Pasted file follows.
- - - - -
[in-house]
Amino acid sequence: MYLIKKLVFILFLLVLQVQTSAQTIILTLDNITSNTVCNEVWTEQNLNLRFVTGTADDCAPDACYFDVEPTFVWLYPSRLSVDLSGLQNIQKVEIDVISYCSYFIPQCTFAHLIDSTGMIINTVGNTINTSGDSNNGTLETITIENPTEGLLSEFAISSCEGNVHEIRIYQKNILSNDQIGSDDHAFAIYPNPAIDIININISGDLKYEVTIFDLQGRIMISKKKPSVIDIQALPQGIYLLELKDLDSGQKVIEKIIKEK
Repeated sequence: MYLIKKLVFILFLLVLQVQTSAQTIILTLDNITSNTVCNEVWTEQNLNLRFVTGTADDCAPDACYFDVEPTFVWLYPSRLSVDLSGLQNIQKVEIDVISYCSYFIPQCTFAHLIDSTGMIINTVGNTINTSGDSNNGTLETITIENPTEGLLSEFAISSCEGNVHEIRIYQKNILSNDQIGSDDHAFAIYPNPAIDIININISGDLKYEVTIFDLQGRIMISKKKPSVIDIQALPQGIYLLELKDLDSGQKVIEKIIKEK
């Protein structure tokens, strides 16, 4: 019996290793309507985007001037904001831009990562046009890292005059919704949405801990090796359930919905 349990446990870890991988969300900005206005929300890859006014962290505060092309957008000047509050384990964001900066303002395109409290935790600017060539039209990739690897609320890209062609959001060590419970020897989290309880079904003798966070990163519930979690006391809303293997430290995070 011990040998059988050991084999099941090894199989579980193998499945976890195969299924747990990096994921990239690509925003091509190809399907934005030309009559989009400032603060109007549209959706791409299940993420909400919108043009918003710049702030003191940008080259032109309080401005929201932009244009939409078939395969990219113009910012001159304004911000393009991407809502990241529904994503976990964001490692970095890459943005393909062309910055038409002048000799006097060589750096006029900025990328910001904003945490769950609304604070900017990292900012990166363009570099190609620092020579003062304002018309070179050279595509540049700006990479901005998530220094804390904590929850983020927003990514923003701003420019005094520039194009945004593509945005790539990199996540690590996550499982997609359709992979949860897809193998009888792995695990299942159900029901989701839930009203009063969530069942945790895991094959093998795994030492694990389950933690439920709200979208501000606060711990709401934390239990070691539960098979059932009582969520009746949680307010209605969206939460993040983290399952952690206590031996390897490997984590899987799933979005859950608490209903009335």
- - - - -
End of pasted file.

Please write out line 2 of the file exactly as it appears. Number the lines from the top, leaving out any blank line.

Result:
Amino acid sequence: MYLIKKLVFILFLLVLQVQTSAQTIILTLDNITSNTVCNEVWTEQNLNLRFVTGTADDCAPDACYFDVEPTFVWLYPSRLSVDLSGLQNIQKVEIDVISYCSYFIPQCTFAHLIDSTGMIINTVGNTINTSGDSNNGTLETITIENPTEGLLSEFAISSCEGNVHEIRIYQKNILSNDQIGSDDHAFAIYPNPAIDIININISGDLKYEVTIFDLQGRIMISKKKPSVIDIQALPQGIYLLELKDLDSGQKVIEKIIKEK